Southern California authorities arrest 141 in online child sex abuse sting

After a week-long sting operation that involved five counties, authorities in Southern California have announced that they had arrested 141 people with connections to alleged internet child sex abuse. According to the Washington Examiner, the Los Angeles Regional Internet Crimes Against Children Task Force led the operation called “Protect the Innocent.” The investigation ran from September 6 to 12, and arrests were made in Los Angeles, Orange, San Bernardino, Ventura, and Santa Barbara counties.

Capt. Jeff Bratcher stated, “When we first started in 2004, we started LAPD’s ICAC because we received 458 tips that year. In 2019 that number rose to 8,500. In 2020, 2021, both years, were over 24,000. This year so far, we’re over 25,000, so we should end the year with over 36,000 cybertips. And each one of these tips was one more potential child victim.”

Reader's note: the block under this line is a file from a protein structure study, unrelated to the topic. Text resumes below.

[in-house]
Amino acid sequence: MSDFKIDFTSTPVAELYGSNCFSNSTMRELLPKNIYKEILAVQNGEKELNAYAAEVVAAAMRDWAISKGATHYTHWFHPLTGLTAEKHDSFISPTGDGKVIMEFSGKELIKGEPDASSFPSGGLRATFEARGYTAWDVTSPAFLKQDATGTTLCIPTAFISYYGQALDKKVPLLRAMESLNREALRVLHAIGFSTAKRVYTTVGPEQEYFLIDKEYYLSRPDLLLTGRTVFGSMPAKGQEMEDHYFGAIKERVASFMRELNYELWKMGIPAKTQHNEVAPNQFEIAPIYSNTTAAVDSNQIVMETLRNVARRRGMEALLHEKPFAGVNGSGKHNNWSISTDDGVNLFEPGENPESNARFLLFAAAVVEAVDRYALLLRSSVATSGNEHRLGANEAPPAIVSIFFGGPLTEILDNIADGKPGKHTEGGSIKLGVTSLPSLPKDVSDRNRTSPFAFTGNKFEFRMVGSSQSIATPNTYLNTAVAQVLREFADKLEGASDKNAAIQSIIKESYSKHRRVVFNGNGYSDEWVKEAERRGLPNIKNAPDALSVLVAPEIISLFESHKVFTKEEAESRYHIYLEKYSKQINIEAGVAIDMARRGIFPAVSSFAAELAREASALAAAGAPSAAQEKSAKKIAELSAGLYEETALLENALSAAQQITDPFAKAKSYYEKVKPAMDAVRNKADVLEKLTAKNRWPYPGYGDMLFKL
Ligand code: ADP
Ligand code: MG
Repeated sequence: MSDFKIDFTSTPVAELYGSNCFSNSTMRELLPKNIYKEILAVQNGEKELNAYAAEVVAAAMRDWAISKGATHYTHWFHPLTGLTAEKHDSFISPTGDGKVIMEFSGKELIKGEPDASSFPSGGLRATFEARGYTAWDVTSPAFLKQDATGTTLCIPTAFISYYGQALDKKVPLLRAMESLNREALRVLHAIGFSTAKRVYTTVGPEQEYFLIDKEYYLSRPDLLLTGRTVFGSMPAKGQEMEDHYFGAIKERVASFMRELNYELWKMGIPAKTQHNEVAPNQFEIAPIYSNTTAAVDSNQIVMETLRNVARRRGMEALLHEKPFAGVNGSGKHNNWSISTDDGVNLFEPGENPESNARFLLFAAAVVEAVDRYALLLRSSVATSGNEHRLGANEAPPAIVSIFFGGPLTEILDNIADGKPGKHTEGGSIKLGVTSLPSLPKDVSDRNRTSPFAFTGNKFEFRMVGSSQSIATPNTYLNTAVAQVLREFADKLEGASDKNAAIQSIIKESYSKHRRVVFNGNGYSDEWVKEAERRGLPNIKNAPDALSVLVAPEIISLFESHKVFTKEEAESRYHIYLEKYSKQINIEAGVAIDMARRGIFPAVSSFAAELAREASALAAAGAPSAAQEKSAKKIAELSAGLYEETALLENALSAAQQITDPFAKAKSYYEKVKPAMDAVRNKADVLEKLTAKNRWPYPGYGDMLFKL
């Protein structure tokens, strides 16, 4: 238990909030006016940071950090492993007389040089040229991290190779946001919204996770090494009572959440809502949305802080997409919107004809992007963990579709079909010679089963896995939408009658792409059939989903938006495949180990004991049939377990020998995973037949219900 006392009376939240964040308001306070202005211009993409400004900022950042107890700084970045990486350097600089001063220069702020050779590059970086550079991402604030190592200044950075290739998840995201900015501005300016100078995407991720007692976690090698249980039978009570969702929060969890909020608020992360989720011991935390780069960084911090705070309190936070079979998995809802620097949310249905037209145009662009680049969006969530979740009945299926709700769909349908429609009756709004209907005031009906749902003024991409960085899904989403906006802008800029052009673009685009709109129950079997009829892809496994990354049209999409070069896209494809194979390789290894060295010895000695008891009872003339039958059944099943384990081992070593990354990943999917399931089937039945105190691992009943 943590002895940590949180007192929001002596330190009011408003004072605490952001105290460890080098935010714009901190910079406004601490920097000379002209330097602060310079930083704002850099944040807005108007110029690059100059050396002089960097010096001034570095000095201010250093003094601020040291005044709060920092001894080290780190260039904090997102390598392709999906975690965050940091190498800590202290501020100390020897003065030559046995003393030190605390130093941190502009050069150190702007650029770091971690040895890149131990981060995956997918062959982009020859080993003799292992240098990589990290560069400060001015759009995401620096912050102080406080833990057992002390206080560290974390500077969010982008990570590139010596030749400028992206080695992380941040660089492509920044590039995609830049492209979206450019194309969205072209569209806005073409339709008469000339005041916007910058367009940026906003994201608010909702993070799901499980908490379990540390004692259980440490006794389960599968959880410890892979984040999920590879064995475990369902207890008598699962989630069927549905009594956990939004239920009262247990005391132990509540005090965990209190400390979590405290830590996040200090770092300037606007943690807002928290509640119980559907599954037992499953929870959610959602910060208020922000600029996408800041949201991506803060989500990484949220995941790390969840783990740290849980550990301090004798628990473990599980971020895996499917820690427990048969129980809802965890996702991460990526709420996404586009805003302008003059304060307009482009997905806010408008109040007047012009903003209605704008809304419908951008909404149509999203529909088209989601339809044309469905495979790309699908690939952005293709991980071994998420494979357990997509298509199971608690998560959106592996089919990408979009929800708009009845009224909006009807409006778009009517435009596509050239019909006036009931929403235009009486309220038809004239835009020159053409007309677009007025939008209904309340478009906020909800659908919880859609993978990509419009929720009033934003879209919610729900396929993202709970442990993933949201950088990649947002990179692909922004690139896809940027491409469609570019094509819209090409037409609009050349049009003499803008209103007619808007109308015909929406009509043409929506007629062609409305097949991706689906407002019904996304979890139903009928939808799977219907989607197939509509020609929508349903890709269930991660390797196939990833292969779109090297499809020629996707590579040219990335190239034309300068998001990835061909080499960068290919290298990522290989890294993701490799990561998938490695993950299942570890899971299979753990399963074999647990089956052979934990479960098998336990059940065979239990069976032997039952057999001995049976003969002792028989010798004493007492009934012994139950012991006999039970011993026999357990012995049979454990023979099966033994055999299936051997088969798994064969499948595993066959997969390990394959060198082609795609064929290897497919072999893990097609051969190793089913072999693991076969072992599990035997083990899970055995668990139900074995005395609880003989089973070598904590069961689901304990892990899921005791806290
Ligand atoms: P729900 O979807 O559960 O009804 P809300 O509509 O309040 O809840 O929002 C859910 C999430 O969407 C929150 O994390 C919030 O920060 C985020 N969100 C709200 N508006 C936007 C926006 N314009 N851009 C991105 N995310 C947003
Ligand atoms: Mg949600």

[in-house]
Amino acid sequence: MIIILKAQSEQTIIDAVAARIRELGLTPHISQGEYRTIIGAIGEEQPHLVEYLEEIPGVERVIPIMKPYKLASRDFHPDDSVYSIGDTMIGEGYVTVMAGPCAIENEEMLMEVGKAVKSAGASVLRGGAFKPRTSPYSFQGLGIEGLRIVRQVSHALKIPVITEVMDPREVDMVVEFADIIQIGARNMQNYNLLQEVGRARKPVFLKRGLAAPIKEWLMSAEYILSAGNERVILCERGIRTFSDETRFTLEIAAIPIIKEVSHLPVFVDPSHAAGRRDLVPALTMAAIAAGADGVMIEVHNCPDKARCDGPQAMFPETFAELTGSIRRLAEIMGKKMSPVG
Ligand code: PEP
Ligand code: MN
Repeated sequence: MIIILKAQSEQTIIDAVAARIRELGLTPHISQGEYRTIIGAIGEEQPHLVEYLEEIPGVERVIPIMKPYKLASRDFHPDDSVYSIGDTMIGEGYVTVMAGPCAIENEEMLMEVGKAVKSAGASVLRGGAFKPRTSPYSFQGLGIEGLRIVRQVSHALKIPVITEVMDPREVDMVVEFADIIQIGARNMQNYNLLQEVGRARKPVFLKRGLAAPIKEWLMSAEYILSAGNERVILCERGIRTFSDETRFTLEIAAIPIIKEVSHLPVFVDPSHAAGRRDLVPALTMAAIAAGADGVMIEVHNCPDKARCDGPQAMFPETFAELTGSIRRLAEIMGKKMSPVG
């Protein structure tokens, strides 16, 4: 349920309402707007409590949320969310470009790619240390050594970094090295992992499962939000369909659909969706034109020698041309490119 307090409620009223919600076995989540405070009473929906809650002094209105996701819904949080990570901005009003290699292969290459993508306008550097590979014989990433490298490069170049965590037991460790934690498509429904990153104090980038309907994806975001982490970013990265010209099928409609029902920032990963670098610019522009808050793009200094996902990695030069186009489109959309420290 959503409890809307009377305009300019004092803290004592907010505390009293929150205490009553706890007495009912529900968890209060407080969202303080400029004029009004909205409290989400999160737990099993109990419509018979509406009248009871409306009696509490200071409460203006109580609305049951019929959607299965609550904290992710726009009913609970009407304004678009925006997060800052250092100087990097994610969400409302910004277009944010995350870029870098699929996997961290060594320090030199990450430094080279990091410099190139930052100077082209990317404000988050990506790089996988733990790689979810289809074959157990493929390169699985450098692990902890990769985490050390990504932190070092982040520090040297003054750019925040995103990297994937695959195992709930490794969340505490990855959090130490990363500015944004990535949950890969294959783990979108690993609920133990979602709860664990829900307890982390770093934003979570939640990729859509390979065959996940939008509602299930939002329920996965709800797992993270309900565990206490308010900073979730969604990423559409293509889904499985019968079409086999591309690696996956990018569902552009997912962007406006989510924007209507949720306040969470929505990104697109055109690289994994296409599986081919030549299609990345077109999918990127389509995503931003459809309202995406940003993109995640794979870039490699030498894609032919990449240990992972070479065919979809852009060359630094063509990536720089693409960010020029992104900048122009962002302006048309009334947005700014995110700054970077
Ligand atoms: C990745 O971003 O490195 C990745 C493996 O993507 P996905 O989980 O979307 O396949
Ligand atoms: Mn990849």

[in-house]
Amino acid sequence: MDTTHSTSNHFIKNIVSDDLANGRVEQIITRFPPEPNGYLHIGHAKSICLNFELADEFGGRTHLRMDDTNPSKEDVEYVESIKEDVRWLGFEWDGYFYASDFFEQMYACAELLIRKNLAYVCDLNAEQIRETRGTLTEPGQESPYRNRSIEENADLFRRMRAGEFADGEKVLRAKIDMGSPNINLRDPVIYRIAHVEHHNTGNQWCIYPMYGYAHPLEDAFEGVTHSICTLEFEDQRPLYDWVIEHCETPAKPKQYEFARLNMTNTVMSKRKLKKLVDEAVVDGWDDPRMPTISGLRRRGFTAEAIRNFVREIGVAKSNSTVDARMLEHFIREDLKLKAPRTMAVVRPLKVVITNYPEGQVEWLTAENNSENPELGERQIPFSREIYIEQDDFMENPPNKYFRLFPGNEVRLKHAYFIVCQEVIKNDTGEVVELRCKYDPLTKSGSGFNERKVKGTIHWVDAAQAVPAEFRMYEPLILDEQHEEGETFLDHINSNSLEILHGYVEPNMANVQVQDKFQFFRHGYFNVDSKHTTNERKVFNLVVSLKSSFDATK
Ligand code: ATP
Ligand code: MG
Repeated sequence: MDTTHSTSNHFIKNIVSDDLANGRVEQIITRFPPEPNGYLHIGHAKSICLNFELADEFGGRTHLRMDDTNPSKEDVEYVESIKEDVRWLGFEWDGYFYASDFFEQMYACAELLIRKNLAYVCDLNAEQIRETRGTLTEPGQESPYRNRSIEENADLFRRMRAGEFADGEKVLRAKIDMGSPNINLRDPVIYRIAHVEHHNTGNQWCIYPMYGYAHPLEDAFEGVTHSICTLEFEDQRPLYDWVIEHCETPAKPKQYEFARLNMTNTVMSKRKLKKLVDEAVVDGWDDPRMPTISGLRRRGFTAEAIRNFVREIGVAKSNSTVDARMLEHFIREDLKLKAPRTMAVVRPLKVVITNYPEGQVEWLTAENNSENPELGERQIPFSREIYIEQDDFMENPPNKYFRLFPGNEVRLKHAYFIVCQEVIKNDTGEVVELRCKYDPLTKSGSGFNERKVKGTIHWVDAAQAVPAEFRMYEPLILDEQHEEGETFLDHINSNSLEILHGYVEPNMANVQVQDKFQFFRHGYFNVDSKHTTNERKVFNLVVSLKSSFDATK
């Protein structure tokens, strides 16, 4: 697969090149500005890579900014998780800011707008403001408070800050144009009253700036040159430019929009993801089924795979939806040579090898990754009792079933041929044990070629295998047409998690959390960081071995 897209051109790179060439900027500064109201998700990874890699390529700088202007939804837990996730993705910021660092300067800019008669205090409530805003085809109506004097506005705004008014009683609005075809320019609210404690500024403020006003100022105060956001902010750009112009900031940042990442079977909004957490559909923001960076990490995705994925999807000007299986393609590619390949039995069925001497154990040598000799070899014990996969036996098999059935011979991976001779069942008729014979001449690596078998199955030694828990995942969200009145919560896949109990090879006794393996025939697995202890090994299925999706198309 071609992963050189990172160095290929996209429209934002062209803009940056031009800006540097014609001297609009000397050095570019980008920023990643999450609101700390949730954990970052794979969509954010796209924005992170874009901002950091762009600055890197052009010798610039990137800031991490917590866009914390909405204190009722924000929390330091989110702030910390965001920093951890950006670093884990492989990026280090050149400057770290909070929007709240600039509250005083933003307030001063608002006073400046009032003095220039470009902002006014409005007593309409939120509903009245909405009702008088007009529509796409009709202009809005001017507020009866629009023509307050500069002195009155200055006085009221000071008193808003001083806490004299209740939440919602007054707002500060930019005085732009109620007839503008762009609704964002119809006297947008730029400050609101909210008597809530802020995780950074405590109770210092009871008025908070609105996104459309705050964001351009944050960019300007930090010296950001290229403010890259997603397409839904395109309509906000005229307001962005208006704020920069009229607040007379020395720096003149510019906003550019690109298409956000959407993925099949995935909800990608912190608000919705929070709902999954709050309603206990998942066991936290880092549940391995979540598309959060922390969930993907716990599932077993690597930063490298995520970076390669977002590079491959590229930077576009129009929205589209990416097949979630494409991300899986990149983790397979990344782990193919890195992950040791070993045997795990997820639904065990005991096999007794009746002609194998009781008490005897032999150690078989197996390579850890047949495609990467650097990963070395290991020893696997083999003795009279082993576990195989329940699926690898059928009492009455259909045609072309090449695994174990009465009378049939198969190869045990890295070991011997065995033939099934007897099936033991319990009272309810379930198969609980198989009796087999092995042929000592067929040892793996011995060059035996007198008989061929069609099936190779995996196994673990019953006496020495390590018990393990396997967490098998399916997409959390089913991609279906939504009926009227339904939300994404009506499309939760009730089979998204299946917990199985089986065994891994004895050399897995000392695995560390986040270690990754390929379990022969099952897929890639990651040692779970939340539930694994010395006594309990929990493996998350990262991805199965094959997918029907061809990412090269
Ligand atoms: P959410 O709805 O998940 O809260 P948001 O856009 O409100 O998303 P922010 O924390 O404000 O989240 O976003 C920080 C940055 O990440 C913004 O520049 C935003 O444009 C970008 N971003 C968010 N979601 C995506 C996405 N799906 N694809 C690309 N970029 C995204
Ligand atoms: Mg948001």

Officers examined the compliance of individuals required to register as sex offenders with a history of online crimes based on tips from the National Center for Missing and Exploited Children and

According to the press release from the agency, 110 of those arrested are being held on suspicion of owning, disseminating, or producing child sex abuse material. Eighteen of the suspects are detained on suspicion of violating parole or probation, six for sexually abusing a child, two on suspicion of statutory rape, two on suspicion of pimping, and two on charges of disorderly conduct.

The press release also noted, “Multiple residential search warrants were served throughout the five counties, in addition to arrest warrants, which focused on child predators.” Additionally, officers urged parents to watch their children’s online activity closely, explaining, “Parents are used to seeing children with an electronic device in their hands. Most of the time this enriches our children’s lives and helps with their education; however, parents and caregivers have to know that there can be danger awaiting their children on the internet.”

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